(the important stuff)

You’ve decided to try therapy but don’t know where to start? With so many options available it can be hard to know what is best. Cognitive Behavioural Therapy is great for those who are more comfortable working on their thought process or those who are new to therapy and worry that a longer term course of therapy is too big a commitment. Cognitive Behavioural Therapy isn’t necessarily the best solution for those who have deep rooted or early trauma, those who have experienced abuse, those who feel they want to explore their emotions in depth or for those who cannot commit to the in-between session task element. If you are considering therapy, it is worth doing your research to see what might work best for you.  

Sources of information can be found below:    



Committing to therapy does not mean that your difficulties won’t be immune to trials. If you don’t feel therapy is working for you, talk to me. I may opt to change my approach to treatment and include more in between session task options for you or even make suggestions of an alternative therapy. It helps if you have psychological flexibility and fully invested in doing the work for individual growth however, it may not be successful or suitable for everyone.

Before starting CBT, it is recommended that you check that your therapist is accredited by the BABCP (in the UK). BABCP believes that accreditation is important in protecting the public and raising the quality of CBT. I know how important it is to find the right therapist; there are plenty of qualified and compassionate therapists that look forward to helping you but it may take some time to find the right one  

Give yourself some time to research and explore therapist’s websites, social media posts and or talk with them on the phone for a few minutes in order to help you in making your decision. If you enter therapy and don’t feel that the person is the right fit for you, don’t ignore your feelings and talk to them about it. They may be able to accommodate your needs. However, if your needs can’t be accommodated you can part ways in a healthy therapeutic way. A rule of thumb is to give your therapist three tries. It usually takes three sessions before you start to understand how your therapist can impact your life. It is important to remember that when you meet people first impressions are important and lasting. It’s the same with therapy, you are getting to know each  other so give yourself time to get used to the experience.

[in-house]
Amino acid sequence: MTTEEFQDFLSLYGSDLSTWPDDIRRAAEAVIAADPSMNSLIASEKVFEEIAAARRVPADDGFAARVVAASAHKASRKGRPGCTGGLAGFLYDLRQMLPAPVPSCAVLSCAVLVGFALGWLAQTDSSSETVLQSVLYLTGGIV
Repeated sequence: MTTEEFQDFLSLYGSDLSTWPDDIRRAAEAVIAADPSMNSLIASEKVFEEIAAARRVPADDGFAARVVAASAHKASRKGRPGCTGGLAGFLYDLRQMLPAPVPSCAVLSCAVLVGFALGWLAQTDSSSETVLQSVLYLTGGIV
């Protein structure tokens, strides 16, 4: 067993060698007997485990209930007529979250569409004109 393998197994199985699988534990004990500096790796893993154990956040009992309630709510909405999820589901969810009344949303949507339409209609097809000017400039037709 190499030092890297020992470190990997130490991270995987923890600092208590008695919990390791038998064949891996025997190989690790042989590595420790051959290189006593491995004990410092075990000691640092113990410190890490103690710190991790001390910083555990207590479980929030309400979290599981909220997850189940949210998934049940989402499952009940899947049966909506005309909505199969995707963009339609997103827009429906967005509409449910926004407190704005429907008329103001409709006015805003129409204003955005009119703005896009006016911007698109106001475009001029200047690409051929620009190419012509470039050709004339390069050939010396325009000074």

In most cases, yes. All CBT therapists are bound by their professional code of conduct regarding confidentiality. I will only share information about our work in clinical supervision however, your details will be kept anonymous. In the same way as visiting your G.P, I ensure that your treatment and areas that you discuss with me are contained in a confidential environment and keep a written record of sessions which are stored securely. The only times where I will share information with others if either your clinical notes are subpoenaed by a court of law or there is a concern that you might pose a risk of harm to yourself and others. In this instance I may have to contact statutory services.

Some client’s like me to inform their G.P that they are receiving treatment and to send a discharge letter at the end of therapy. Discharge letters provide a brief overview of the work we have done and this service is free of charge. Any additional letters required may incur an additional fee which will be discussed in advance.